Attribution in Cyber Threat Intelligence: Techniques and Challenges

Understanding the importance and methods of the cyber attribution from a strategic point of view

Introduction

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Why the attribution is so important in the cyber field?

  • Intelligence gathering: Attribution can help to gather intelligence about the motivations, capabilities, and tactics of cyber attackers, which can be used to better protect against future attacks.
  • Prioritization: Attribution can help organizations to prioritize their defensive efforts by identifying the most significant threats and allocating resources accordingly.
  • Legal and policy implications: Attribution helps to determine who is responsible for a cyber attack, which can have legal and policy implications for how the attack is handled and responded to.
  • Deterrence: Attribution can help to deter future attacks by holding individuals or organizations accountable for their actions and making it clear that cyber attacks will not be tolerated.
  • Threat hunting: Attribution can help to identify the group or individual behind an attack, and enables threat hunting, which is the process of proactively searching for and identifying potential security threats.
  • International relations: Attribution can have international relations implications, depending on the origin of the attack and the target.

What are the best ways to attribute a cyber attack?

  • Technical indicators: Analyzing technical indicators such as IP addresses, command and control infrastructure, hashes, domains, malware or abused malicious software to identify patterns and connections that may be unique to a particular Threat Actor.
  • Behavioral analysis: Analyzing the tactics, techniques, and procedures (TTPs) used in the attack to identify behavioral patterns that may be associated with a particular group. You can use the MITRE framework to find the commonalities in the abused techniques and procedures or analyze the network traffic identifying patterns of communication and infrastructure that are associated with a particular threat actor.
  • Geopolitical context: Analyzing the political and economic context of the cyber attack to identify potential motivations or factors that may be associated with a particular actor.
  • Deception: Identifying the source of an attack by using deception and misdirection to mislead the attacker into revealing their true identity.
  • Legal means: Identifying the source of an attack by using legal means such as search warrant, subpoena, or other legal process.
  • Forensic analysis: Identifying the source of an attack by investigating the digital evidences left behind.
  • Open-source intelligence (OSINT): Identifying the source of an attack by analyzing publicly available information, such as social media posts, news articles, and other open-source data.

How a correct attribution can make the difference during a cyber attack / IR?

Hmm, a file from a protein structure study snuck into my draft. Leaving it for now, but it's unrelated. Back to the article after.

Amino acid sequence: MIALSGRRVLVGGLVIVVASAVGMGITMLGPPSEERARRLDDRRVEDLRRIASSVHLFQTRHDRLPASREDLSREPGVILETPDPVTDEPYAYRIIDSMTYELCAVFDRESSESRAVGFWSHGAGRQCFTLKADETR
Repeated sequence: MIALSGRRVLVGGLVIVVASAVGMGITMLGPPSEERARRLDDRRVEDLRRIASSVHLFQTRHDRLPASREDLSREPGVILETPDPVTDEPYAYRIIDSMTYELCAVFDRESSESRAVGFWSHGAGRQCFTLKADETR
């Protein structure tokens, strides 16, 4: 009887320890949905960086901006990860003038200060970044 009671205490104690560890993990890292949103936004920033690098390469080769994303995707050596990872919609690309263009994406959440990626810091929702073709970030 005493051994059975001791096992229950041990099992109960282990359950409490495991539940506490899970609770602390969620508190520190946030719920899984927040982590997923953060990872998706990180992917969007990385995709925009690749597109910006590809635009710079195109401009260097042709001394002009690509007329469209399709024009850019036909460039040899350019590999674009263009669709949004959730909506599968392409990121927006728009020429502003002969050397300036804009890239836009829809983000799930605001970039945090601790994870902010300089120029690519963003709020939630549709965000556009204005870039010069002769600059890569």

• Tailored response: Attribution can help incident responders to quickly and effectively respond to a cyber attack by providing information about the attackers’ TTPs, tools, and motivations, allowing a tailored response to the specific incident.
  • Enhancing incident reporting and communication: Attribution can help to provide context and background information about the attack, which can be used to improve incident reporting and communication with external stakeholders such as law enforcement, industry partners and other organizations.
  • Intelligence requirements: a correct attribution can help into defining the priority intelligence requirements. This can help an organization to focus on specific threat actors and prioritize all the mitigation strategies against their TTPs.
  • Facilitating legal and policy decisions: Attribution can help to determine who is responsible for a cyber attack, which can have legal and policy implications for how the attack is handled and responded to.
  • Supporting international relations: Attribution can have international relations implications, depending on the origin of the attack and the target, correct attribution can avoid misunderstandings, and facilitate cooperation and coordination among countries.
  • False flags: Attribution can help to identify potential false flag operations, where an attacker may use techniques and tools that are designed to mislead investigators into attributing the attack to a certain Threat Actor group.

What are the 7 steps to create a new threat actor cluster when the attribution is not clear?

  1. Data collection: Collecting and analyzing data from various sources, such as the internal incident response reports, FW/IDS/IPS/DNS logs, honeypots and open-source intelligence, to gather information about potential cyber threats.
  2. TTP analysis: Analyzing the tactics, techniques, and procedures (TTPs) used by the potential threat actors to identify patterns of behavior and commonalities between different incidents.
  3. Cluster identification: Identifying potential threat actors by grouping together incidents that share similar TTPs and characteristics.
  4. Verification: Verifying the threat actor cluster through additional research and analysis, such as reviewing IP addresses, malware samples, and other technical indicators to confirm the linkages between the incidents.
  5. Attribution: Attempting to attribute the cluster to a known or unknown group, individual or nation-state.
  6. Profile creation: Creating a profile of the threat actor cluster, including information such as known TTPs, tools, techniques, and potential motivations.
  7. Sharing: Sharing the information with relevant stakeholders, such as incident responders, security teams, and law enforcement agencies to help them protect against and respond to the threat.

Conclusion

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